I’ve written a lot about how blog and comment trolls make blogging miserable, even to the point where we becoming over-sensitive and frustrated with blogging because of the amount of negativity and angst that comes with opening yourself up to the world of opinion through your blog.
I blog across many different blogs and participate in a wide variety of social media services and microblogs. Twitter and similar “follow” and “friend” networks are interesting as they help you get to know people beyond direct interaction. You get to watch how they behave and learn more about who they are as a person and a blogger through their interactions with others.
Recently, I had the unfortunate experience of watching someone go “off” on Twitter over a non-event. They lost their temper, said vicious things, even to the point of bigotry and prejudice. Very racial slurs. I was stunned to see such language on a public forum. I watched those directly involved handle his out-of-control and inappropriate rant professionally and skillfully, which earned my respect, and I made a point of noting the name and blog of this person, adding it to my list of those I do not wish to be involved with. Trouble like him nobody needs.
Two days later, this person left a comment on one of my blogs.
The person’s comment is innocuous. However, I know this person’s history – and trust me, I’m not judging them by a single event. I watched him rant off numerous times before the latest ugly exchange. I don’t want this person’s comment on my blog.
If it sits there, by association, I’m violating my personal decision not to have any connections with this person with a reputation for ugliness.
If I delete it, even though the comment is not offensive, what’s my justification? Because I know he has a history of being a troll on the web? He hasn’t proven that history on my blog, but I know he has the capacity to bring down his troll ways to my blog. If I delete it, I could be throwing gas on the fire.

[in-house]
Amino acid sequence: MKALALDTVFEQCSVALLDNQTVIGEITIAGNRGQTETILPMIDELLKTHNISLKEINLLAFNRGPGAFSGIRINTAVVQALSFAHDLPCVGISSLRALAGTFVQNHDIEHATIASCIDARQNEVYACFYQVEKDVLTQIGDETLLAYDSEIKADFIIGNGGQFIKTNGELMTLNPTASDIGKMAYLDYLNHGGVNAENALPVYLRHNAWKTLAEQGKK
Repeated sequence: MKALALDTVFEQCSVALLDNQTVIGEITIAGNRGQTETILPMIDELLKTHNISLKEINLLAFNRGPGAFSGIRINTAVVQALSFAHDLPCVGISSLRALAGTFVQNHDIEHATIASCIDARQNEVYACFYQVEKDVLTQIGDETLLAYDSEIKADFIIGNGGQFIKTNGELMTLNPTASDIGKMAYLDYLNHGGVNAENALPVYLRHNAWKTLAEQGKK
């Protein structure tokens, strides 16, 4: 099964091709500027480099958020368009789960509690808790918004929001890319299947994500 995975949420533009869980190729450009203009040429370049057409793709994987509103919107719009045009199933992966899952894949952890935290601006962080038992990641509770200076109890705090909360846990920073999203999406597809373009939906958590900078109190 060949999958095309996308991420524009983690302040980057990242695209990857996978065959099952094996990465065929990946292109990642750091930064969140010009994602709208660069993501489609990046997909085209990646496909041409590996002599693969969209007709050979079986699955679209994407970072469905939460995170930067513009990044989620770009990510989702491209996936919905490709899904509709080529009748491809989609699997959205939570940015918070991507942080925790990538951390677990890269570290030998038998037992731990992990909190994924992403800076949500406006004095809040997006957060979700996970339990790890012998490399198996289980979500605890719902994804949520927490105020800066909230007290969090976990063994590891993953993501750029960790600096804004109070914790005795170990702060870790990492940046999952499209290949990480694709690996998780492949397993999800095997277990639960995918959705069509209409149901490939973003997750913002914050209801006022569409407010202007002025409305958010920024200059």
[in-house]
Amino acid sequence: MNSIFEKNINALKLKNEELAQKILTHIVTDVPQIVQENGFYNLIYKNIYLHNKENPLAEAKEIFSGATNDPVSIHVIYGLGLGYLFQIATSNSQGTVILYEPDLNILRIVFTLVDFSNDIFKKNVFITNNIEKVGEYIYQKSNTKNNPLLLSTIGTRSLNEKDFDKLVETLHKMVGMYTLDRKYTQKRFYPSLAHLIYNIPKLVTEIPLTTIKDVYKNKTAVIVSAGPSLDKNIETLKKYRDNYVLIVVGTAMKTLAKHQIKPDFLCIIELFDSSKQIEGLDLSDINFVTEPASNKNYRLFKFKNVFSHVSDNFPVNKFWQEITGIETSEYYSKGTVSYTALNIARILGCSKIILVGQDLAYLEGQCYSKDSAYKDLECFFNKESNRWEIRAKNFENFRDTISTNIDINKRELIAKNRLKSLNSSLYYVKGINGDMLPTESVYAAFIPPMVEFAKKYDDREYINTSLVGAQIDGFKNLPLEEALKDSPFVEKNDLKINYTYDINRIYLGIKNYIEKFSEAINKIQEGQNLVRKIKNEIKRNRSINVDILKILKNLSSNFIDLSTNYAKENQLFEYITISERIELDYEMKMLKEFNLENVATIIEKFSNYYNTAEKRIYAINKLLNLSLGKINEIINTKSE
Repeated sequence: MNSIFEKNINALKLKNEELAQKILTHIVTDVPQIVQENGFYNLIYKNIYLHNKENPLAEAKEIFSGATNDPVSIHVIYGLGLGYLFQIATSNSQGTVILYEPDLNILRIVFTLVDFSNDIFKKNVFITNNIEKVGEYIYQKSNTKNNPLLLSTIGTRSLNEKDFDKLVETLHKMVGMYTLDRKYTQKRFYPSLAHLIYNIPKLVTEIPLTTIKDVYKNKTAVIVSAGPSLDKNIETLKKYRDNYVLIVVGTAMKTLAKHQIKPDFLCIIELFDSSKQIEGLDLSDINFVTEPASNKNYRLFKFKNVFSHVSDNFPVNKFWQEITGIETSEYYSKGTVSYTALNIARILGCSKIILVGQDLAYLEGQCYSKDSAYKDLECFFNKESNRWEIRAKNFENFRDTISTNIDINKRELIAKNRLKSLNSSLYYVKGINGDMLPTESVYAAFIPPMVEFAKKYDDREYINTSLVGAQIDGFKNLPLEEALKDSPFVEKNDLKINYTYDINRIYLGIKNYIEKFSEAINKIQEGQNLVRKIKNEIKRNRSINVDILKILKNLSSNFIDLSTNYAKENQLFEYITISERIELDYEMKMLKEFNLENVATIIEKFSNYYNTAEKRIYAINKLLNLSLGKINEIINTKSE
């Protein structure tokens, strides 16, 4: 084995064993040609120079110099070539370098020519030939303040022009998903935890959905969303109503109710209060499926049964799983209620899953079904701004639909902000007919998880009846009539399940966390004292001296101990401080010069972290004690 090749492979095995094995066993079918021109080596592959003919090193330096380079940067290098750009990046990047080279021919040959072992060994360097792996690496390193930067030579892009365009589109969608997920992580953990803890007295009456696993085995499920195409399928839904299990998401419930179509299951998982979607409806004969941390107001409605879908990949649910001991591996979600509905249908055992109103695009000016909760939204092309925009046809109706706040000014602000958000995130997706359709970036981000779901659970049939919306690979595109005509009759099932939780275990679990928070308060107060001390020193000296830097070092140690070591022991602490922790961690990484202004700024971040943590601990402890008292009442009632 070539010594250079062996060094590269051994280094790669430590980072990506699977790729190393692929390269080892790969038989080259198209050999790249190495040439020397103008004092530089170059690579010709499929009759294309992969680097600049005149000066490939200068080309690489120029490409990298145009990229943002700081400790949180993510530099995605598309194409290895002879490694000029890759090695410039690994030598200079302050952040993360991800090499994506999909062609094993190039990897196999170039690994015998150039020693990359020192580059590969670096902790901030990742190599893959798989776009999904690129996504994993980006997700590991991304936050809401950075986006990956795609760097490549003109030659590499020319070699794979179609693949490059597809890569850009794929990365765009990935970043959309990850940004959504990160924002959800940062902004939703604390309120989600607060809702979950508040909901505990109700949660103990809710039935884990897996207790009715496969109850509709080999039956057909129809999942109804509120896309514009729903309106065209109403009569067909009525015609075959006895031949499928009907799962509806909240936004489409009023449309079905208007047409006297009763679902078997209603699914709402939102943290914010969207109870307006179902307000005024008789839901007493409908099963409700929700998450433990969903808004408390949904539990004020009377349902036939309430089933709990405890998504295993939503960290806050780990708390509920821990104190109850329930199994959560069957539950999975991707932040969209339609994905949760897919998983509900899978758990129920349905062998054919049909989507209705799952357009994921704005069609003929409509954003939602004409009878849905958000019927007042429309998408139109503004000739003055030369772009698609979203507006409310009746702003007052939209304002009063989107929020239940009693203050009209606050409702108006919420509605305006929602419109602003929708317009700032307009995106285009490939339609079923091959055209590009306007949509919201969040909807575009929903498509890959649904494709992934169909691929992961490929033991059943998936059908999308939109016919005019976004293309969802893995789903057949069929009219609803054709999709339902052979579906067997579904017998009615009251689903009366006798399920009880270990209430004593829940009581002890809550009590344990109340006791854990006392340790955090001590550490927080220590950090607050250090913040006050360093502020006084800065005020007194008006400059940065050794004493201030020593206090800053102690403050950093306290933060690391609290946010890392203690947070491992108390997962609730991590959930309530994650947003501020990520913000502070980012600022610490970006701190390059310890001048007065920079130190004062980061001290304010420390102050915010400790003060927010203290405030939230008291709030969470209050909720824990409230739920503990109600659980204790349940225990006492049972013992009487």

Easton Ellsworth recently offered The 7 Most Vexing Would You Rather Questions for Bloggers, and this one could be on the list. It’s most vexing.
Should I delete the comment and stick with my wish for non-association with the troll blogger, thus possibly igniting a negative response and more nastiness, or would I rather leave it there and suffer the sick feeling in my stomach knowing I allowed a known troll to occupy space on my blog?
Have you been in this spot before? How did you handle it? What worked for you? I believe in taking the higher ground, but this one is a tough one. What would you do?
Author: Lorelle VanFossen
The author of Lorelle on WordPress and the fast-selling book, Blogging Tips: What Bloggers Won’t Tell You About Blogging, as well as several other blogs, Lorelle VanFossen has been blogging for over 15 years, covering blogging, WordPress, travel, nature and travel photography, web design, web theory and development extensively as web technologies developed.